Genealogical Verification
Richard A. Steele, former Clan Scott Society Genealogist

Far too often, confusion arises regarding genealogical verification and proof.  Some beginning genealogists or family researcher makes this error believing information in print or comes by word of mouth is fact.  We should understand two forms of information sources exist: primary and secondary sources.  Each having different meanings but both can contain can errors of fact or the truth.

Primary source means the information making up the source is from persons who are directly connected with the event and may be present at the event.  In essence a first-hand witness to the event.

Secondary sources are generally presented by individuals not present at the event or second hand.  Generally secondary sources are derived from primary sources.  Examples of secondary sources could be articles, books, newspapers and oral history/tradition, i.e., "My grandfather always said..."

On the other hand, primary sources include:
1. Registers of birth, marriages, deaths, baptism, confessions of faith.
2. Eye witness accounts published at the time of the event.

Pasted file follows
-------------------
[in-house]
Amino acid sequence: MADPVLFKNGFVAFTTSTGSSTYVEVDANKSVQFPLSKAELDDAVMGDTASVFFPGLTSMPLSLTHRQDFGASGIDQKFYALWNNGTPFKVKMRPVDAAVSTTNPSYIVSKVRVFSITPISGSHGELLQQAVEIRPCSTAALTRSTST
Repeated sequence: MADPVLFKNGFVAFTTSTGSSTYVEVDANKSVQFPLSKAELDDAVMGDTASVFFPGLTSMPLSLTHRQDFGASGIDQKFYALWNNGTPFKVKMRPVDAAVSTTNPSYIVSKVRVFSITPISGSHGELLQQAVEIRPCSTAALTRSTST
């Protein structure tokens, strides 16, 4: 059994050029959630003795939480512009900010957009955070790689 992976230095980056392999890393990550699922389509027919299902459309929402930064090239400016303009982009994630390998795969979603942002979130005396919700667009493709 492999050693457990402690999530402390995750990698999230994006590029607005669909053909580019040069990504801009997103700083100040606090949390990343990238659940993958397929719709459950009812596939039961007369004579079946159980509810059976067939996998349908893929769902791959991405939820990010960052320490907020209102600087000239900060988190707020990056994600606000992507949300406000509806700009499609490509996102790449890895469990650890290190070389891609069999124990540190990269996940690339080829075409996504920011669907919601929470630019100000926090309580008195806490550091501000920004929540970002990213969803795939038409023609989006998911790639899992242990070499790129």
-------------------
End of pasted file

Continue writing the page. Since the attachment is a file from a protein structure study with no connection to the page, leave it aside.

3. Papers such as diaries, correspondence, personal scrapbooks
4. Papers of an organization such as minutes, reports, and business records.
5. Census records: 1790, 1800, 1810, 1820, etc.
6. Assessment and tax records.

Let us face reality.  Mistakes and inaccuracies do occur.  Our daily news media and newspapers are excellent examples of this.  Census takers may not have interviewed the family directly.  Official records may not have been recorded in a timely manner or distractions may have caused clerical errors.

To overcome this problem, try not to accept a fact from just one source of information.  All information, regardless of its source - primary or secondary, needs to be well and truly confirmed and authenticated.  The more primary verification you can find, the more valid the information.

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Last Updated 11March2006 dms        (c)2000-2006 Clan Scott Society, Inc.